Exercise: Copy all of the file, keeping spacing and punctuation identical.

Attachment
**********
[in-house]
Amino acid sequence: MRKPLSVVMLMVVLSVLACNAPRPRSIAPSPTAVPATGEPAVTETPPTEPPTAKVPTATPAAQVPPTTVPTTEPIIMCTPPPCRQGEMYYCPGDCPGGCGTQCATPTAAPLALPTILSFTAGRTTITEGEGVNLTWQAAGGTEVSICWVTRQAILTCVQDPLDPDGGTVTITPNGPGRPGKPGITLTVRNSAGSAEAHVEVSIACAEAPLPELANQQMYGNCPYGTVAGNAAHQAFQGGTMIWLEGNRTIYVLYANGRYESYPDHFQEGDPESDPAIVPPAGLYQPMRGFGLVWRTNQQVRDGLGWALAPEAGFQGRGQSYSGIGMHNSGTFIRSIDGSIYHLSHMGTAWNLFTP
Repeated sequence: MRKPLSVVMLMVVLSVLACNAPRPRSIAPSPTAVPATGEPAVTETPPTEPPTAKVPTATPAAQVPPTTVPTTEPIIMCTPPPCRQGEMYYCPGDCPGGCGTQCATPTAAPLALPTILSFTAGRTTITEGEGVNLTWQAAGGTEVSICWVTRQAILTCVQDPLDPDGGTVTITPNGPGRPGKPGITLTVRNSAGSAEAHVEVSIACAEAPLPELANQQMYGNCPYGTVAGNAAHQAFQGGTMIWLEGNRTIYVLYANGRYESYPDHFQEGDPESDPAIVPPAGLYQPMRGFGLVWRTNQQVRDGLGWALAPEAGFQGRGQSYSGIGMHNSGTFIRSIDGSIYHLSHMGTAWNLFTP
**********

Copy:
[in-house]
Amino acid sequence: MRKPLSVVMLMVVLSVLACNAPRPRSIAPSPTAVPATGEPAVTETPPTEPPTAKVPTATPAAQVPPTTVPTTEPIIMCTPPPCRQGEMYYCPGDCPGGCGTQCATPTAAPLALPTILSFTAGRTTITEGEGVNLTWQAAGGTEVSICWVTRQAILTCVQDPLDPDGGTVTITPNGPGRPGKPGITLTVRNSAGSAEAHVEVSIACAEAPLPELANQQMYGNCPYGTVAGNAAHQAFQGGTMIWLEGNRTIYVLYANGRYESYPDHFQEGDPESDPAIVPPAGLYQPMRGFGLVWRTNQQVRDGLGWALAPEAGFQGRGQSYSGIGMHNSGTFIRSIDGSIYHLSHMGTAWNLFTP
Repeated sequence: MRKPLSVVMLMVVLSVLACNAPRPRSIAPSPTAVPATGEPAVTETPPTEPPTAKVPTATPAAQVPPTTVPTTEPIIMCTPPPCRQGEMYYCPGDCPGGCGTQCATPTAAPLALPTILSFTAGRTTITEGEGVNLTWQAAGGTEVSICWVTRQAILTCVQDPLDPDGGTVTITPNGPGRPGKPGITLTVRNSAGSAEAHVEVSIACAEAPLPELANQQMYGNCPYGTVAGNAAHQAFQGGTMIWLEGNRTIYVLYANGRYESYPDHFQEGDPESDPAIVPPAGLYQPMRGFGLVWRTNQQVRDGLGWALAPEAGFQGRGQSYSGIGMHNSGTFIRSIDGSIYHLSHMGTAWNLFTP